I didn’t fall in love with Varanasi at a first glance. Rather, like so many newcomers, the experience was one of being swept away, overwhelmed by the velocity and colour and energy of this fabled river-city.
Disembarking the Shivganga express at Varanasi Cantonment train station, I looked around in awe. Unending streams of people, crimson-shirted porters carrying 50kg loads on their heads, the screech of metal wheels and, hanging over it all, the smells of rust, urine and jasmine incense. Outside the station, the cacophony seemed only to increase. A parade in honour of a local politician had slowed the traffic to a crawl, with the common reaction seeming to be: ‘Let’s hold down our horns for as long as possible and see if that makes a difference.’
From the back of the rickshaw, I could make out nothing of the dignitary as he passed in his white Hindustan Ambassador with tinted windows. After him came a motorcade of police, then a flatbed truck loaded with speakers pumping out Bollywood tunes and, finally, a beautiful, lumbering female elephant.
“Is this normal?” I asked the rickshaw-wallah, who was passing the time by shooting livid jets of paan (a tobacco leaf-based mixture) out of the corner of his mouth, onto the road. “How on earth do you handle driving in these conditions all day?”
“Actually sir, it’s not easy,” he confessed, with a shrug of his shoulders. “But every morning, when I submerge myself in the river, I ask Ganga-ji to help me through another day. It’s how I survive.”
Those words would resonate, again and again, as I got to know the city over the years to come. They seemed to express something elemental about Varanasi: homage to the divine and the notion of worship and work as two interlinked pursuits. I was fascinated by these things, by the ways people conducted their lives in the medieval alleys of what may be the world’s oldest inhabited city, and how a normal discussion here could happily merge the latest Test match scores with metaphysical speculation.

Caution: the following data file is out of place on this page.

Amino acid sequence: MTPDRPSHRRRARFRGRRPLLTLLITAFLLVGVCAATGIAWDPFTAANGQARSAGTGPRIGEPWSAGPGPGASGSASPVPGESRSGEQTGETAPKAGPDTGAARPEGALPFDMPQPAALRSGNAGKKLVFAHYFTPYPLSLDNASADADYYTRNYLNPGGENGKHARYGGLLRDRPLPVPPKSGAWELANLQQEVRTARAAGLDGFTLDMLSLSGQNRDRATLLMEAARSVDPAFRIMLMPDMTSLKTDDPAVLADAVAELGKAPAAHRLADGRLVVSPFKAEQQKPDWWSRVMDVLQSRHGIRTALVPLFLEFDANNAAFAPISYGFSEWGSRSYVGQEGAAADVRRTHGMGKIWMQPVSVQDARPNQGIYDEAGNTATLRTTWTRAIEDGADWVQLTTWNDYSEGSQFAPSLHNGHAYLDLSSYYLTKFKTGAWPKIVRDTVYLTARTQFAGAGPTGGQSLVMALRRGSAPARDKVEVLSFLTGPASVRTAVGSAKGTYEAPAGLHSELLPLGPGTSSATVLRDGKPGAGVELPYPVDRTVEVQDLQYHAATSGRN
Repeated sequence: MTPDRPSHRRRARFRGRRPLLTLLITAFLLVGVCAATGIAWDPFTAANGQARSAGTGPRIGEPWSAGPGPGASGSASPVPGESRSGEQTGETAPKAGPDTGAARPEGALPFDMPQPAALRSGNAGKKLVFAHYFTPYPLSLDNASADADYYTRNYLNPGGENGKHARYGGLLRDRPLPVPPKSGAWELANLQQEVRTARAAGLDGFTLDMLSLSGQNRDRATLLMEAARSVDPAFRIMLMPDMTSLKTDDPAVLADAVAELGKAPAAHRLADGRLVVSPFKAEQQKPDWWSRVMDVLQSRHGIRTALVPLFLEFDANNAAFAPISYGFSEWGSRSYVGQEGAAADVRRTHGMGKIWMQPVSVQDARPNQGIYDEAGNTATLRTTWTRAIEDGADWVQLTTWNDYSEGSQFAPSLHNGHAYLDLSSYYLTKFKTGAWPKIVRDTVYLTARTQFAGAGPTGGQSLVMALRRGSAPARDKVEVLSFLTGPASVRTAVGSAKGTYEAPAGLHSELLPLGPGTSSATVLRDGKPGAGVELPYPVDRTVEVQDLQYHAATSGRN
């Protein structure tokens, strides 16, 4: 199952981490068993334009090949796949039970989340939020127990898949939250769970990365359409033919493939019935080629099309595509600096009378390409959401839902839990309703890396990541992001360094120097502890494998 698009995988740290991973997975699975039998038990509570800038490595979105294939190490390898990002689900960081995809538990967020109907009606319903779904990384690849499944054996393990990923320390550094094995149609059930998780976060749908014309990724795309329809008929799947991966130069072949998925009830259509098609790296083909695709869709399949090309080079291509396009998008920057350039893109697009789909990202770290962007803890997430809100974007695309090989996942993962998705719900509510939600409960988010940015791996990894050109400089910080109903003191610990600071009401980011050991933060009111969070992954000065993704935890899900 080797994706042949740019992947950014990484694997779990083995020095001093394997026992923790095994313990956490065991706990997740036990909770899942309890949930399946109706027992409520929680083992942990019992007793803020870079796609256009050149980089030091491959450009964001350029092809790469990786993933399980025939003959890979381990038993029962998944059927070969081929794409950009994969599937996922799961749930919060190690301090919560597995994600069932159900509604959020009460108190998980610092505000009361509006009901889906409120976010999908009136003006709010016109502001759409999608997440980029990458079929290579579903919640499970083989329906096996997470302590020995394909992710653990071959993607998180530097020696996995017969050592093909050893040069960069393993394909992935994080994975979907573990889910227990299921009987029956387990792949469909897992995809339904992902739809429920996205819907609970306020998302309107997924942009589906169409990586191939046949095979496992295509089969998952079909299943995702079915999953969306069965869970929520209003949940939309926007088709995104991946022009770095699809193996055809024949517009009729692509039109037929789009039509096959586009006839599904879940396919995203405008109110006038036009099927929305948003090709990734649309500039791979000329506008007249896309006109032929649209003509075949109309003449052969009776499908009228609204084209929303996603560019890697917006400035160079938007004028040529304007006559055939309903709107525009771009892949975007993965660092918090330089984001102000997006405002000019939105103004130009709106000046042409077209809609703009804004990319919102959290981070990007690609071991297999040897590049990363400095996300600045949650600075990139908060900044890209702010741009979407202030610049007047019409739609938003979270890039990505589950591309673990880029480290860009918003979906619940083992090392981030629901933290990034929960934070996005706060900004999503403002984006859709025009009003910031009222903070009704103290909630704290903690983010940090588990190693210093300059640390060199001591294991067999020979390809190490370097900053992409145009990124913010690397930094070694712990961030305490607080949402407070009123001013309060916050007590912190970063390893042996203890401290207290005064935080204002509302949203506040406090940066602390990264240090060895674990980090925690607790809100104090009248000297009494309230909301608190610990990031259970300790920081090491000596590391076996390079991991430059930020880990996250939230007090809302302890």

On that first trip, and for many subsequent ones, I left Varanasi in exhaustion, my mind and stomach mutually overwhelmed. But on each occasion, I found myself missing the place. I missed the broad crescent sweep of the river with its temples and ashrams. I missed the masti — love of life — which is said to be a defining characteristic of the citizens. Unable to resist this gravitational pull, I finally returned with the intention of staying for a full year. I wanted to know what made the city tick. I rented a simple room in an ugly custard-yellow house at Assi Ghat. I walked the streets every day with a notebook in hand. I was determined to break through to the other side.
One place, in particular, captured my attention. A chai stand in one of the old galis or alleys not far from my house. Its owner Balashankar, named after one of the many avatars of Shiva, combines a great passion for his metier with a boundless generosity of spirit. When I’m away from Varanasi, it’s this place I think of more often than anywhere else: Balashankar lighting the coal brazier just as the first rays of sunlight strike the river; the buffalo herd arriving with two full pails of creamy milk; smells of ginger, green cardamom, black pepper and cinnamon — a secret massala combination that the chai-wallah’s father taught him, and his before him.
Something about this place encapsulates what I love about the city like almost nowhere else. The quiet camaraderie of the locals sipping hot tea from clay cups, sounds of Vedic chanting from the nearby temple, the lowing of the neighbourhood cows and occasionally the ‘Ram Nam Satya Hai’, which is the mantra of a body being carried to the cremation ghats.
From here, the city makes sense at last. The clockwork rhythms of life and death, ritual and devotion, worship and commerce, and celebration. All those who pass by the chai stand are moving either to or from the Ganges which, at only a few metres distance, is one of the most auspicious places in the Hindu world. Some go to conduct the funerals of family members. Others go, with the dust of long journeys on their feet, in search of the salvation that’s said to come to those who submerge themselves in her waters.
“I have walked a thousand miles to get here,” a holy man told me one morning. “But I can say that nothing prepares you for the sight of Ma Ganga. Now that I’m here, I don’t plan to leave her again.”
Piers Moore Ede is the author of three books: Honey and Dust, All Kinds of Magic and his most recent, Kaleidoscope City: A Year in Varanasi. piersmooreede.com
Published in the September 2015 issue of National Geographic Traveller (UK)